The Car and Truck Fleet and Leasing Management Magazine

RFID-Equipped Pickups Won’t Let Tools Go Missing

February 13, 2008

DETROIT – Ford Motor Co. is teaming up with ThingMagic, Inc., of Cambridge, to help ensure construction workers always carry the right tools for the job. The system they’re developing, called Tool Link, will feature personal computers in Ford’s popular F-Series pickup trucks. A radio frequency identification (RFID) tag system will let a truck automatically take inventory of the tools it’s carrying, according to the Boston Globe.

Ford worked with ThingMagic and DeWalt Industrial Tools Inc., of Baltimore, to apply the technology to pickup trucks. Researchers at Ford found that many F-Series truck operators lose time and money by arriving at a worksite with the wrong tools, or by leaving tools behind once a job is done.

Ford reached out to ThingMagic and DeWalt, which already makes wireless security systems for preventing theft of tools and equipment at construction sites. The Tool Link system isn’t a burglar alarm, but a system that instantly recognizes every tool carried in the truck. Each Tool Link-equipped truck comes with 50 RFID tags that have been “ruggedized” to withstand harsh treatment. The customer glues a tag to each tool, according to the Boston Globe.

The truck contains an onboard computer, built by a subsidiary of the Italian carmaker Fiat, that’s equipped with an automotive version of Microsoft Corp.’s Windows operating system. The truck bed also contains a ThingMagic-designed reader to detect RFID chips. Using a touch screen or wireless keyboard, a user can create a tool inventory for a truck by scanning in each tagged tool and then typing in a description, such as “hammer” or “power drill.” From then on, the truck will automatically scan itself at start-up to see which tools are present. The inventory appears on the dashboard computer screen.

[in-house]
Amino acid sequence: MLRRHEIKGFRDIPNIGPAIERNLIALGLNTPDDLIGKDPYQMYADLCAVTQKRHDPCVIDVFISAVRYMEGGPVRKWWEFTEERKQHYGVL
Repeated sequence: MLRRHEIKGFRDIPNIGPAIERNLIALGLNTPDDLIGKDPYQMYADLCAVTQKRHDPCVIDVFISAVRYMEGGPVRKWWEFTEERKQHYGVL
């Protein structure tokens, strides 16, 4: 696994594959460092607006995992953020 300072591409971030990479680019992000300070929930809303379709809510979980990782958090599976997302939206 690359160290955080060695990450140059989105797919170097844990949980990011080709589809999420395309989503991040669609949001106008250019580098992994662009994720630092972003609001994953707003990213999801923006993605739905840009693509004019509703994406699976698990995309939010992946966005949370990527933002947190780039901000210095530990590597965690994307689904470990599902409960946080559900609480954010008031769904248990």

Ford will introduce the system during the 2009-model year as an option for F-Series pickups and E-Series vans, as well as a new line of “Transit Connect” miniature cargo delivery vans.

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Howard Cook began his lengthy career with the Ford Motor Co. in 1926 and attended the Henry Ford Trade School in Dearborn, Mich.

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